National Irish Coffee Day kicks off January 25th each year with a mug of strong coffee, Irish whiskey, sugar, and topped with a layer of cream.
On a cold, wet day in 1942 weary travelers to the small Shannon Airport in southwest Ireland found their way to a restaurant and chef Joe Sheridan. To warm his guests, he served them hot coffee, spiked with whiskey and topped with whipped cream. The passengers asked if the beverage was Brazilian coffee. Sheridan responded that it was Irish coffee.
A travel writer, Stanton Delaplane, brought Irish coffee to the United States after having it at Shannon Airport.
Delaplane brought the idea to the Buena Vista Cafe on November 10, 1952. After much trial and error, sampling, and a trip back to Ireland for a taste of the original, Delaplane, along with Buena Vista owners Jack Koeppler and George Freeberg, were able to replicate the delicious coffee and the method for floating the cream on top of the coffee.
Starting with a warm glass, fill 2/3rds full of freshly brewed coffee. Stir in a heaping teaspoon of sugar. Add 1 ounce of Irish whiskey.
Adding the cream, so it floats is the tricky part. According to the Buena Vista account, and at the suggestion of San Francisco’s mayor, a dairyman, cream that is 48 hours old, is best. However, others recommend whipping cream (not whipped cream) that has been lightly whipped or foamed.
When the coffee has stopped swirling from stirring in the sugar, pour the foamy cream over the back of a spoon.
HOW TO OBSERVE #NationalIrishCoffeeDay
Warm up with an Irish coffee. Use #NationalIrishCoffeeDay to post on social media.
On January 22nd if you need a break from the Impeachment Trial, Library Shelfie Day, offers a unique opportunity for book lovers.
Some collectors of books tend to arrange their collections so their spines can be admired pleasantly. Others have a system of organization that results in an alternative art form. However our books are organized on the shelf, they are meant to be photographed and shared on social media.
Library Shelfies offer book stores, libraries, schools, and individuals an opportunity to express their reading preferences through a single photograph. Whether they frame their favorite authors, titles, genres or cover art, readers share a bit of their library in creative ways. With or without dust jackets, signed and unsigned, dogeared and in mint condition, bibliophiles love books of all kinds.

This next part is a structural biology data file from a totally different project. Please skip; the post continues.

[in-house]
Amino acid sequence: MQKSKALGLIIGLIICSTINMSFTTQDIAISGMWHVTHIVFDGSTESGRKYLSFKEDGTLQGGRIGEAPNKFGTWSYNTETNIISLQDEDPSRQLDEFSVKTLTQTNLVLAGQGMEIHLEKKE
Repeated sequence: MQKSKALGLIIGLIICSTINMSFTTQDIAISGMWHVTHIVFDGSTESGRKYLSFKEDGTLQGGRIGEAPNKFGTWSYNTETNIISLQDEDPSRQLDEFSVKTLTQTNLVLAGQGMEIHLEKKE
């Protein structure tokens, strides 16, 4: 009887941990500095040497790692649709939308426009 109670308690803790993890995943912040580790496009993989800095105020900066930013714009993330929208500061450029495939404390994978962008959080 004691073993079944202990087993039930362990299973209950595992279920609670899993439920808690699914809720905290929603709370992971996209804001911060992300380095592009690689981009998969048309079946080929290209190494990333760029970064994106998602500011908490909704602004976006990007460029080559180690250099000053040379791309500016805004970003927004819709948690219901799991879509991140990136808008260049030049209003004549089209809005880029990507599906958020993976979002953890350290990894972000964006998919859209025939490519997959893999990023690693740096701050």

HOW TO OBSERVE #LibraryShelfieDay
Whether you have a small library with a few select favorites or are a true bibliophile, arrange your collection on a shelf and take a picture. Some suggestions include:
- Arrange by color
- Order books by height, thickness, width
- Arrange book titles so they send a message
- Stack books artistically
- Place books in the order in which they were read
- Rely on the good ol’ alphabetical order by author
- Display a biography only shelfie
Once you’ve taken your library shelfie, visit a local library and check out theirs. You might find they’ve developed clever ways to entice you to new books and old ones, too. Don’t forget to use #LibraryShelfieDay to share on social media.
LIBRARY SHELFIE DAY HISTORY
The New York Public Library founded Library Shelfie Day as a way to observe various national holidays by displaying shelfies representing books from each day.
You can combine this with Blonde Brownie Day also recognized today. A good cup of coffee or tea, a blonde brownie, and a great book. Curl up in your favorite spot. There is no better way to enjoy a cold winters day. (It’s 30° in Florida. Trust me this is cold for us.)
Each year on January 6th, National Cuddle Up Day encourages us to snuggle up with someone for the health benefits and more!
January is typically some of the coldest days of the year, so what better way to stay warm and reap the health benefits of cuddling on National Cuddle Up Day? Whether it’s a three dog night (a night so cold it takes three dogs to cuddle up with to stay warm) or only slightly chilly, there are multiple benefits to cuddling with human or canine or other pet.
Cuddling releases oxytocin. This hormone alone has tremendous health benefits. Besides giving us warm and fuzzy feelings, oxytocin reduces pain. So when the cold has made those muscles and joints ache, cuddling can help reduce those aches and pains.
Oxytocin also helps reduce heart disease, lowers blood pressure, stress, and anxiety. If it weren’t free, insurance carriers would probably cover cuddling since it’s such a huge health benefit!
Communication is more than just e-mails, texts, or conversation. Physical touch can communicate trust, commitment, safety, and reassurance. This goes for human to human contact as well as human to pet contact. Cuddling expresses all these things, which are vital to a healthy relationship.